Editors Note: This article is a part of “Swat Takes,” a curated conversation between two authors about a contentious topic. This article is in conversation with an article written by Rebekah Katz entitled “BDS is a Denial of My Existence.”
This is written on behalf of Students for Justice in Palestine.
On October 9, Swarthmore Students for Justice in Palestine launched our Boycott, Divestment, and Sanctions campaign, calling on Swarthmore College to divest from seven companies invested in Israeli apartheid and occupation in Palestine. Recognizing that Israel’s decades-long projects of settler-colonialism, apartheid, and occupation are facilitated by the support of international corporations and foreign governments, this movement places nonviolent pressure on the State of Israel to affirm Palestinian humanity and end the ongoing occupation and colonization of Arab lands. As an institution that professes to uphold social concern and responsibility as core values, Swarthmore College has a moral imperative to divest from Israeli apartheid.
As stipulated by a 2018 United Nations report, “Israel is a racist state that has established an apartheid system that persecutes the Palestinian people.” Israeli apartheid is upheld through illegal land seizures, racist ID laws restricting movement and citizenship status, an internationally-condemned apartheid wall, home demolitions, the ongoing mass displacement of Palestinians, and the violent repression of peaceful protest. Palestinians are legally considered lesser than Israeli Jews, as this summer’s racist nationality law — officially denying Palestinian self-determination — made clear. President Trump is the strongest accomplice to apartheid yet, giving Israel nearly $4 billion in foreign aid, supporting the unification of Jerusalem under Israeli control, all the while withdrawing critical aid to UN relief for Palestinian refugees.
Given the depth of this crisis, we call Swarthmore College to take moral action and end its financial support of apartheid. We demand that Swarthmore College divests from seven companies that provide the Israeli government and military with a wide range of services to carry out apartheid. Hyundai Heavy Industries and Caterpillar supply construction equipment used to build and maintain the internationally-condemned apartheid wall, demolish Palestinian towns, and murder Palestinian civilians solely for remaining in the houses they themselves own. Bank Hapoalim finances the construction of such settlements and engages in banking discrimination against Palestinians.
Hewlett Packard aids Israel in the tracking of citizens, Palestinian “residents” of Israel, and Palestinian nationals by issuing biometric ID cards, which enforce a system of ethnic identification and segregation. HP also maintains the information system of the Israeli Prison Service, in which Palestinian political prisoners — including hundreds of minors — are subjected to torture and discriminatory treatment after their processing in the unjust military court system.
Lockheed Martin, Boeing, and Elbit Systems all design the weapons and aircrafts the Israeli Defense Forces use to commit a range of well-documented crimes against humanity in the Gaza Strip, including chemical warfare and the indiscriminate targeting of civilians. The goals of these companies in particular stand against peace in Palestine. Taken together, these seven companies subcontract apartheid. These practices directly violate the UN Human Rights Norms for Business, which require “businesses to exercise due diligence regarding the source or potential uses of goods or services, and in some instances to forego business opportunities in order to avoid complicity in, or encouragement of, human rights violations.”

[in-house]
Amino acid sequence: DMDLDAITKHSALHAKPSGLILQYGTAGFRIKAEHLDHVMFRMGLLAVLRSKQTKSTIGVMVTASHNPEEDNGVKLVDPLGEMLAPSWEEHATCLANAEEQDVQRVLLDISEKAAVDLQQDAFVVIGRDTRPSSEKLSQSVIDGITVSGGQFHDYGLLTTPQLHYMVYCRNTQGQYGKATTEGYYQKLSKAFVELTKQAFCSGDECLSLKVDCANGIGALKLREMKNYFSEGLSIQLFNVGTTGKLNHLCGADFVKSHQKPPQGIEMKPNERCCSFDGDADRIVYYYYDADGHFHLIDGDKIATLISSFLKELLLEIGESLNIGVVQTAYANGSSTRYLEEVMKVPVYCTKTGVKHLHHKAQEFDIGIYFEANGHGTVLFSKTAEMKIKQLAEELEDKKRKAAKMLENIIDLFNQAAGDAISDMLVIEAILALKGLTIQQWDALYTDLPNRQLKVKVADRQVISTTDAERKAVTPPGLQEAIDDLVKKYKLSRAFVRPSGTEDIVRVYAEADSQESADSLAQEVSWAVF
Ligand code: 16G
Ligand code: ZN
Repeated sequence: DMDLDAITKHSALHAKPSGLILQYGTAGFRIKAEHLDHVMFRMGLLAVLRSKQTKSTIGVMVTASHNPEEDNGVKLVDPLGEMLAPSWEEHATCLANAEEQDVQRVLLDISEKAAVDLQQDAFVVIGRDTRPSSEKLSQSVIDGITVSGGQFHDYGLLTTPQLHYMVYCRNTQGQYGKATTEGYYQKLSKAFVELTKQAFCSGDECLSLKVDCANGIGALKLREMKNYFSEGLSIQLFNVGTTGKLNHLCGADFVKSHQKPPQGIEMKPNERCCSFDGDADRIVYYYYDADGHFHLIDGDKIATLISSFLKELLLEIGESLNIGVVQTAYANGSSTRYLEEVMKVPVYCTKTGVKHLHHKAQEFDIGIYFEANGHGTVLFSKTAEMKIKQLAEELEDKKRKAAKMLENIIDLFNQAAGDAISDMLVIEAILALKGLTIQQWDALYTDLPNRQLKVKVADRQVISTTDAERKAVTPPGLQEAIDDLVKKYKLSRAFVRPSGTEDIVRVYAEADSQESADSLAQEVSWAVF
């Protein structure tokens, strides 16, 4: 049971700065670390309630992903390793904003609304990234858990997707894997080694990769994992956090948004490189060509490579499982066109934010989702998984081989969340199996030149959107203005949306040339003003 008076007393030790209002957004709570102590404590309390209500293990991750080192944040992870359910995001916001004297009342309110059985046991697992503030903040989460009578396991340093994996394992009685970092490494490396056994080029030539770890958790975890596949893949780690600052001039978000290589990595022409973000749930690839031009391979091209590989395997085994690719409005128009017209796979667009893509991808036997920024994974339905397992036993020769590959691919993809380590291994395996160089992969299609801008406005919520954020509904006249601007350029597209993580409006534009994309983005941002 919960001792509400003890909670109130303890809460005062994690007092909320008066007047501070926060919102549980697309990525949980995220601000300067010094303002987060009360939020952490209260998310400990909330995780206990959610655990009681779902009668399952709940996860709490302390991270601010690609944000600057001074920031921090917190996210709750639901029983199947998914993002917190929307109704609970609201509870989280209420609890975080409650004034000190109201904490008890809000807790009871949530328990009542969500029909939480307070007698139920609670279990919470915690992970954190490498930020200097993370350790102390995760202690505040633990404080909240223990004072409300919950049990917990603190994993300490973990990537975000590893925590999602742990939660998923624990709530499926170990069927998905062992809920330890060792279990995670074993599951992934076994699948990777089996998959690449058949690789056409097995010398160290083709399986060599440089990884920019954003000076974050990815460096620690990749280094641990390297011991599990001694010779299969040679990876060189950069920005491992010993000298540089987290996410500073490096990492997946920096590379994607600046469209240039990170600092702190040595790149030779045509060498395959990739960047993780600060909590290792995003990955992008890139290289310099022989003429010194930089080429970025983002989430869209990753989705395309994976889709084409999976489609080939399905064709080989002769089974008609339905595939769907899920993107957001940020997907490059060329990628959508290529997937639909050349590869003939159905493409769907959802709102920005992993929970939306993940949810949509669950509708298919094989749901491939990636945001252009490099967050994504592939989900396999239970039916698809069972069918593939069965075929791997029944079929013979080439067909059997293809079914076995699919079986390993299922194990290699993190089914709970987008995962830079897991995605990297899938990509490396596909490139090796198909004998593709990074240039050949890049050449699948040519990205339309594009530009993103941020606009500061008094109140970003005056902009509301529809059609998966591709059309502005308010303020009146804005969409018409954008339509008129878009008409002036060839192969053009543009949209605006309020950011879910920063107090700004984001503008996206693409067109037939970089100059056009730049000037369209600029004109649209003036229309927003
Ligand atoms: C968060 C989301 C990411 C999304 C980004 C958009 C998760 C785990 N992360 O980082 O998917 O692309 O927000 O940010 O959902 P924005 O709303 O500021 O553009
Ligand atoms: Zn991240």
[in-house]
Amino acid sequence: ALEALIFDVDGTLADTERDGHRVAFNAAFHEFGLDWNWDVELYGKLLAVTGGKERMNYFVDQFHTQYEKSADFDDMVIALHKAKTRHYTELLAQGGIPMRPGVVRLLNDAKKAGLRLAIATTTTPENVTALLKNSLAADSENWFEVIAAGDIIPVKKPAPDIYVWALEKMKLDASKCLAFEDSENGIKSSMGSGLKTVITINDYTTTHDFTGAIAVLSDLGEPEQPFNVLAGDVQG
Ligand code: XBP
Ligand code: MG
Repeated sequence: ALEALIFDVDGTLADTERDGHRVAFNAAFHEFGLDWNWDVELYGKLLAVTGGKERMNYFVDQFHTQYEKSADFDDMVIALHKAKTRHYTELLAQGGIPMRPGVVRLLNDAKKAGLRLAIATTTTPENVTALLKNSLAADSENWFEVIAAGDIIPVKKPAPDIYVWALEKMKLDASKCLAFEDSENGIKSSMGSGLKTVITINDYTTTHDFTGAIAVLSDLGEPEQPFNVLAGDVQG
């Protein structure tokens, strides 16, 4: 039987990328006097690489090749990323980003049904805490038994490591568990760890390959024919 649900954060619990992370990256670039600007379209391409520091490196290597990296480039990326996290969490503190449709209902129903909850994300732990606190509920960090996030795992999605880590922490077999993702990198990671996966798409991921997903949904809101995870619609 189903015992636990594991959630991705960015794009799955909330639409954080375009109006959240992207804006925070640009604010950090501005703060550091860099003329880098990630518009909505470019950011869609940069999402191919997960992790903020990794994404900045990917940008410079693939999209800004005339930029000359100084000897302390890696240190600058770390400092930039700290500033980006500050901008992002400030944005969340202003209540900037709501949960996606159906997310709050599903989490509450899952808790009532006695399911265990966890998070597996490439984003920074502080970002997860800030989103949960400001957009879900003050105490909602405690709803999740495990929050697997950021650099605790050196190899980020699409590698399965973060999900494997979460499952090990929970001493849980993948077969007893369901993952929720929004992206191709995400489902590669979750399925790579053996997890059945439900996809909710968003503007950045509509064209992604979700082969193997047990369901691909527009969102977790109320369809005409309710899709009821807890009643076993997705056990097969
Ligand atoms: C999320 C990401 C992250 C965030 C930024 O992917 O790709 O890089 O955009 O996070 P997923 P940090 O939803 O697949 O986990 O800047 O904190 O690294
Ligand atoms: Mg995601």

Throughout history, governmental change has often followed social and institutional change. During South African apartheid, divestment was an essential way to shift international public opinion — and thus forced our elected leaders to take action. BDS has already proven this to be true. With hundreds of BDS victories last year alone, we are slowly shifting the public to stand against apartheid. Our governments will be forced to follow. This is particularly true of the United States, whose uncritical support of apartheid and occupation continues to prevent international action. BDS at Swarthmore is thus critical to creating the swell of popular support we need to end our community and our country’s support of apartheid.
Given our commitment to social responsibility, Swarthmore College has a moral imperative to divest from Israeli apartheid. Furthermore, our institutional prominence and location in the United States — whose financial and material aid to Israel constitutes a larger portion of Israeli foreign aid than any other country — uniquely positions us to pressure our government to cease support of this regime and to set an example for other civil society bodies. By stigmatizing companies that support Israeli apartheid, BDS at Swarthmore can contribute to much larger changes in public opinion, as our communities come to grips with the American funding of apartheid in our name.
As long as Swarthmore College supports these corporations, it supports colonization, occupation, and apartheid. Swarthmore, divest now.
We encourage you to sign our petition which can be found on our Facebook page at Swarthmore SJP.